What they do not know is that their social reality itself, their activity, is guided by an illusion, by a fetishistic inversion. What they overlook, what they misrecognize, is not the reality but the illusion which is structuring their reality, their real social activity. They know very well how things really are, but still they are doing it as if they did not know. The illusion is therefore double: it consists in overlooking the illusion which is structuring our real, effective relationship to reality. And this overlooked, unconscious illusion is what may be called the ideological fantasy.Slavoj Žižek: The Sublime Object of Ideology
A note regarding “reality”: In this context, it is the social reality we live in, structured by the Symbolic.
I’ve previously written about the formation of a new political bloc in Sri Lanka, uniting a group who were supporters of the former Rajapaksa regime, and now support the current President, and elements of that President’s traditional vote base. While my previous post was an attempt to locate the President’s role within a psychoanalytical framework, I’m now trying to understand and apply a specific concept — Ideological Fantasy.
Following on from this:
- What is an ideological fantasy?
It is an illusion that structures reality for those under its sway by allowing them to come to terms with being subjects of the symbolic order, and the limitations imposed by that.
- What is the illusion, and what reality does it structure?
There is a symbolic order operating for those who see themselves as forward-thinking, technocratic, market orientated and, as I’ve written previously, have values that include a respect of “great men”, a belief in hierarchies, and authoritarianism as a means of governance.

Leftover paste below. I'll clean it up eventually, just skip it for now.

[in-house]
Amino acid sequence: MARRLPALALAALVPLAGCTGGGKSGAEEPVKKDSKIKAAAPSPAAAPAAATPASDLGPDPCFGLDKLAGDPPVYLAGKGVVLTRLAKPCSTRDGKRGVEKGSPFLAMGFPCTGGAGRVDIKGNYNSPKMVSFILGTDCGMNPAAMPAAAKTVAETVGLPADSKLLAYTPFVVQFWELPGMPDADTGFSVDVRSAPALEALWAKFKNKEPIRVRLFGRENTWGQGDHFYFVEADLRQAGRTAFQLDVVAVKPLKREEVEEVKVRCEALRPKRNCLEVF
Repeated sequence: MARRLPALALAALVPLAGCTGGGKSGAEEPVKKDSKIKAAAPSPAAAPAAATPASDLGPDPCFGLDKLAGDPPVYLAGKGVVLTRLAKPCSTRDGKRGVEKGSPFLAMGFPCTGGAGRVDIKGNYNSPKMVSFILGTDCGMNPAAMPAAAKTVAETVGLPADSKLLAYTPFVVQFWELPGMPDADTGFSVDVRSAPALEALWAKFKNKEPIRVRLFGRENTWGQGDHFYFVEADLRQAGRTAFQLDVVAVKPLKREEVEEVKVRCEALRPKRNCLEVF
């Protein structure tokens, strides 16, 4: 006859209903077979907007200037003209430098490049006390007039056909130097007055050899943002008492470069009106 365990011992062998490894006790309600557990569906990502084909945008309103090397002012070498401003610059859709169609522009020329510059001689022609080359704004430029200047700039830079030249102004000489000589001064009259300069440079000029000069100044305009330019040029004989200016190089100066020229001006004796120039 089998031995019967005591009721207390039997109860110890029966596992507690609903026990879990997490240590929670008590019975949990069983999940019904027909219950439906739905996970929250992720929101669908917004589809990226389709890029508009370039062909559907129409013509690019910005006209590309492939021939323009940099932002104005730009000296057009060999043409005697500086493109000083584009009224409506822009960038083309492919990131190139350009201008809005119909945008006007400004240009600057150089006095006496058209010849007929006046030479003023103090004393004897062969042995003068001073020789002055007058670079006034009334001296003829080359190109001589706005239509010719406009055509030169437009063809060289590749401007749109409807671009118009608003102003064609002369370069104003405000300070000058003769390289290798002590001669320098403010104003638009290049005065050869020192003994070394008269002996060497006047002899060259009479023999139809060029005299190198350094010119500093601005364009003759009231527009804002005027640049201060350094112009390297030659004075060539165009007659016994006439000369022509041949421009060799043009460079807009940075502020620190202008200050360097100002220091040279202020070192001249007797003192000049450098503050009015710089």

For those who operate under this symbolic order, part of the collective reality is a vision of Sri Lankan greatness that is being thwarted by an Other.
This collective reality is often expressed as, “We could be Singapore but for….”. Singapore here standing as a signifier for an orderly, safe and materially prosperous society.
The illusion that structures this is that Sri Lanka’s greatness is constantly being thwarted by a One Thing; an “Other” — a primary antagonist that must be defeated at all costs.
During the Sri Lankan civil war, there was a wedge between supporters of the Rajapaksas and those supporting Wickremasinghe over the best way to deal with the war. There was no shared fantasy. For Rajapaksa supporters, the Other used to be those regarded as insufficiently patriotic. This was usually justified as being opposed to terrorism rather than suppressing minorities. Wickremasinghe supporters tended to blame some combination of ethnonationalism, and poor economic policies.
With the end of the war, the current economic crisis provided the platform for a new form of the ideological fantasy; one shared between some former Rajapaksa supporters, and elements of the current President’s traditional base. This fantasy is that Sri Lanka’s structurally dysfunctional economy and public finances are the Other preventing Sri Lanka greatness.
Bear in mind that ideological fantasies conceal what Žižek calls the real of social antagonism.
This fantasy of the One Thing is required to conceal the fact that Sri Lanka’s problems can only be fixed with a deep and painful restructuring of society — as opposed to just the singular act of “opening up the economy” or “defeating terrorism”.